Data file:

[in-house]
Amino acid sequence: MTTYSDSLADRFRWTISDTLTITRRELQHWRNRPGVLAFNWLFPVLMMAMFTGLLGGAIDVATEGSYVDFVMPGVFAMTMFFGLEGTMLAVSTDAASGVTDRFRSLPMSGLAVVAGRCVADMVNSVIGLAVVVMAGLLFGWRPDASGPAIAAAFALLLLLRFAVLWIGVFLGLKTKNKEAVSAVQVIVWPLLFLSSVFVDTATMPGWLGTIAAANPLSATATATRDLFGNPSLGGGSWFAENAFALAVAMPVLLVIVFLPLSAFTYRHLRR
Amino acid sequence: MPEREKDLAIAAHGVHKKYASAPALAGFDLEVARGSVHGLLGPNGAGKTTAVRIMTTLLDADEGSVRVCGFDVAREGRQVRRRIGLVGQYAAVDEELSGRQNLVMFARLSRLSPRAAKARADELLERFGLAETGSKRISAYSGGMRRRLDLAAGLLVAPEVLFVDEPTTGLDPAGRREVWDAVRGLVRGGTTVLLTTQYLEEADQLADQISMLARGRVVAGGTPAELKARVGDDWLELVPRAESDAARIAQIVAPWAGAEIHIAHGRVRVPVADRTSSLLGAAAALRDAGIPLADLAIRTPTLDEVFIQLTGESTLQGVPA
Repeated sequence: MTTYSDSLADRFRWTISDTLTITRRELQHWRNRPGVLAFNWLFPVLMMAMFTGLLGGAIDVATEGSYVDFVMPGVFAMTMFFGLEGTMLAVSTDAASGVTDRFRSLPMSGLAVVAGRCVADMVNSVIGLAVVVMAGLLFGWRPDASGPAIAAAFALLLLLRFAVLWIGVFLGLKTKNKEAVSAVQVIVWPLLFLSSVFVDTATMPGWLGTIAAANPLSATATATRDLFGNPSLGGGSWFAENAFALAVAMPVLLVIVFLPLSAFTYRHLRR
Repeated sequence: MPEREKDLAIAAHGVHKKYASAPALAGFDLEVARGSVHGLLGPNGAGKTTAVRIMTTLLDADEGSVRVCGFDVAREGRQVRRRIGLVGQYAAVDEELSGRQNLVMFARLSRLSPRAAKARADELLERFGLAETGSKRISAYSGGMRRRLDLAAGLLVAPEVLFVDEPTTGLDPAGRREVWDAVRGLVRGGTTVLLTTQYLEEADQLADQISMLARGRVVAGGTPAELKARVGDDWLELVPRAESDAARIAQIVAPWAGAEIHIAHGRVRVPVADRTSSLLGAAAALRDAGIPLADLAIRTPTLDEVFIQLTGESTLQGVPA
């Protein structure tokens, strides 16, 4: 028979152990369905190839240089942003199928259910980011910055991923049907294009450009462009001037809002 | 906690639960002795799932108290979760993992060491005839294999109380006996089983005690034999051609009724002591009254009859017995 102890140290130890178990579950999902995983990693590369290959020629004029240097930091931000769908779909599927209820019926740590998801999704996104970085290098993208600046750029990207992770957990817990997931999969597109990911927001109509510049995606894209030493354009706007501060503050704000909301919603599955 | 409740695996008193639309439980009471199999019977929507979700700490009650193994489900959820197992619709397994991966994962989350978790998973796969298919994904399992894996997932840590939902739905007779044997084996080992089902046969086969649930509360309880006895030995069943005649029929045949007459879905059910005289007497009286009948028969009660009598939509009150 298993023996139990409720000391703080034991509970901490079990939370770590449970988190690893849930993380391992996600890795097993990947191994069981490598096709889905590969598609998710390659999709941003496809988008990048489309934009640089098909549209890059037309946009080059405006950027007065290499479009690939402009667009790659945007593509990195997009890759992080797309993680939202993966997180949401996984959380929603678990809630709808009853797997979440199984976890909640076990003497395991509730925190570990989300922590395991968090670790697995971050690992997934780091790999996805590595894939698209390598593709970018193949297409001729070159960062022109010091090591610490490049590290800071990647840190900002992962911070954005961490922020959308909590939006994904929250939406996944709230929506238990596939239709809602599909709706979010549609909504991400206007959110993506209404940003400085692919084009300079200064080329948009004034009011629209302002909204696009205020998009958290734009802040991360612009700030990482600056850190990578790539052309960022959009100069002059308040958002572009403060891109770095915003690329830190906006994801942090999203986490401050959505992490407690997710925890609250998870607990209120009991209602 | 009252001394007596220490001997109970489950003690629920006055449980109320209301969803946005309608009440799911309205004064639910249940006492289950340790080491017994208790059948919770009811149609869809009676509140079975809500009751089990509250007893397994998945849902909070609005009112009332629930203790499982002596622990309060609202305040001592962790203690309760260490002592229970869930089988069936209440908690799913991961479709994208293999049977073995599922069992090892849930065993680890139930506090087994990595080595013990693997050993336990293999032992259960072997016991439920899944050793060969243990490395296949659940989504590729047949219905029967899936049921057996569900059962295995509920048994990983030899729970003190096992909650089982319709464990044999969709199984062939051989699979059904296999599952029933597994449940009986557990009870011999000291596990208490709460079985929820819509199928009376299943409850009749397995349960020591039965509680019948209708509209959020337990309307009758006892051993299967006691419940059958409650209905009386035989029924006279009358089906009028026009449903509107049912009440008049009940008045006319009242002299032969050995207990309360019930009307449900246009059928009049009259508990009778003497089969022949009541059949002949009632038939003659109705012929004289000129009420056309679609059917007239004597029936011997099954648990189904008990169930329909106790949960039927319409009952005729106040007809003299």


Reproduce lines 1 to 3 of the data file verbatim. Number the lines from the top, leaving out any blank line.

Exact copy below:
[in-house]
Amino acid sequence: MTTYSDSLADRFRWTISDTLTITRRELQHWRNRPGVLAFNWLFPVLMMAMFTGLLGGAIDVATEGSYVDFVMPGVFAMTMFFGLEGTMLAVSTDAASGVTDRFRSLPMSGLAVVAGRCVADMVNSVIGLAVVVMAGLLFGWRPDASGPAIAAAFALLLLLRFAVLWIGVFLGLKTKNKEAVSAVQVIVWPLLFLSSVFVDTATMPGWLGTIAAANPLSATATATRDLFGNPSLGGGSWFAENAFALAVAMPVLLVIVFLPLSAFTYRHLRR
Amino acid sequence: MPEREKDLAIAAHGVHKKYASAPALAGFDLEVARGSVHGLLGPNGAGKTTAVRIMTTLLDADEGSVRVCGFDVAREGRQVRRRIGLVGQYAAVDEELSGRQNLVMFARLSRLSPRAAKARADELLERFGLAETGSKRISAYSGGMRRRLDLAAGLLVAPEVLFVDEPTTGLDPAGRREVWDAVRGLVRGGTTVLLTTQYLEEADQLADQISMLARGRVVAGGTPAELKARVGDDWLELVPRAESDAARIAQIVAPWAGAEIHIAHGRVRVPVADRTSSLLGAAAALRDAGIPLADLAIRTPTLDEVFIQLTGESTLQGVPA